Tom Magliozzi, one of the beloved hosts of National Public Radio's long-running Car Talk program has died. He was 77, and passed from complications related to Alzheimer's Disease.
Click And Clack
Have you ever heard of the art of "Italian Yoga"? We certainly hadn't, but when we caught word that Tom and Ray Magliozzi (better known as the Car Talk brothers) were practitioners, we were intrigued. So what exactly is Italian Yoga?
NPR announced today that Car Talk, its beloved radio call-in show, will cease recording new episodes in the fall. Brothers Tom and Ray Magliozzi are retiring from the show, and while NPR will continue broadcasting "new" Car Talk episodes, they will be created from archived material. NPR says Tom, 74, and Ray, 63, will continue to write a weekly column and post to their website and Facebook.
Click on the image above for more shots of the 2008 Ford Focus
If you've been dying to see animated versions of Click and Clack -- aliases Tom and Ray Magliozzi -- then you'll want to tune into your local PBS station tonight. Their new series, As the Wrench Turns, starts off with their presidential campaign, with one of the platforms being "America needs a lube job!" We're all for it. Big Bird and the Cookie Monster will also make a cameo, though we're not sure if it's tonight. Check your PBS site for local times, or check out the show's site for a preview
Tuesday night the PBS science program NOVA will feature an Earth Day look at "the Car of the Future." WGBH, the Boston PBS station that produces NOVA sent us an advance copy of the show to take a look at. Tom and Ray Magliozzi, who are perhaps better known to fans of the NPR show Car Talk as Click and Clack, travel the world from Iceland to China and back to their alma mater at MIT. The "Tappet Brothers" are definitely an acquired taste and not everyone is fan of their shtick on the radio show.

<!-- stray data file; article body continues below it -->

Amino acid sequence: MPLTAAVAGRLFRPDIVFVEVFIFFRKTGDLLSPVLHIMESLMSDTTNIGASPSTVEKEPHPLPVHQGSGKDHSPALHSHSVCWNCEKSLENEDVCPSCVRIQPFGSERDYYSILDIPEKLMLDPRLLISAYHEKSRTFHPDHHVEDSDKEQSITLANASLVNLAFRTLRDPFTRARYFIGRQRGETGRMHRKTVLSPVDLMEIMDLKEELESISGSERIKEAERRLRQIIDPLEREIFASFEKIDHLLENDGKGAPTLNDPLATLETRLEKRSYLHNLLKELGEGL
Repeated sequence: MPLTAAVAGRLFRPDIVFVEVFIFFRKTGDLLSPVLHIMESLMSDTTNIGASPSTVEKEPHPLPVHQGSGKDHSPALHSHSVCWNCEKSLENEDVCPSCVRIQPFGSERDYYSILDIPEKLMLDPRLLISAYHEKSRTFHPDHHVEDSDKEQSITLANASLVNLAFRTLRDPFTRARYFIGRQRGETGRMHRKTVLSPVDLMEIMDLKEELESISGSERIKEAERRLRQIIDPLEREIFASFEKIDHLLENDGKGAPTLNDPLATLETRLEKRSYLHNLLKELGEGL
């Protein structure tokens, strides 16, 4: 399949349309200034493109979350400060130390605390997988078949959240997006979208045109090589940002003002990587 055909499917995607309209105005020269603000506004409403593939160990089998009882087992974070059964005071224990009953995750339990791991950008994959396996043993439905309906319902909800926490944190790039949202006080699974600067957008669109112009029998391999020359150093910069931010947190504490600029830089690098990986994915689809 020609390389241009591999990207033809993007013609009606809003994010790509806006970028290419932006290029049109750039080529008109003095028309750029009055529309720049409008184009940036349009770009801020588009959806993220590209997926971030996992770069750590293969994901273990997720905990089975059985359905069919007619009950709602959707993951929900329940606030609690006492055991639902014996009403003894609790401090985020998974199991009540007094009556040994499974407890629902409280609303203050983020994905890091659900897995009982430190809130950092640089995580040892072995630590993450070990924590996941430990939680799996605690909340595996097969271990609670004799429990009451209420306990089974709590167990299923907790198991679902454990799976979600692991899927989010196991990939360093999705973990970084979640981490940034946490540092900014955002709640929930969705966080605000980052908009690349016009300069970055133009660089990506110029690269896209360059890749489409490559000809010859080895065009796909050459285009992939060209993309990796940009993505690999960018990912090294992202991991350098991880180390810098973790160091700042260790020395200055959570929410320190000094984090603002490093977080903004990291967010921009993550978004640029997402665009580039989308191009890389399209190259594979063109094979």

The guys that make all the traditionally staid staff at NPR cringe whenever they come on the air will be making an appearance on NOVA this week. Tom and Ray Magliozzi will be going in search of the car of the future on the PBS science show on April 22 (which is, of course, Earth Day). To those of you who listen to NPR on Saturdays, Tom and Ray are more commonly known as the "comedic" mechanics Click and Clack who host Car Talk. Having heard these guys in the past, I'm not sure how much they know
What do the 1980 Chevy Monza and the 1973 VW Microbus have in common? They are among Car Talk hosts Tom and Ray Magliozzi's Top 10 Scariest Cars list. Of the Monza they say, " Whenever one of these beauties reared its ugly grille in front of the garage, every mechanic with more than six weeks' experience would go running for the men's room and lock the door." Another car on the list, the 1987 Ford Festiva, gets this derision from the brothers: "We once got in trouble for saying this car came rig
Tom and Ray Magliozzi, who host of the popular NPR program Car Talk as "Click and Clack", address the controversial issue of ethanol efficacy. According to a listener's letter,131,000 British thermal units (BTU) are needed to produce a gallon of ethanol. However, that gallon only produces 77,000 BTU of energy. The listener wonders if the 54,000 BTU shortfall per gallon is truly cost-effective compared to gasoline.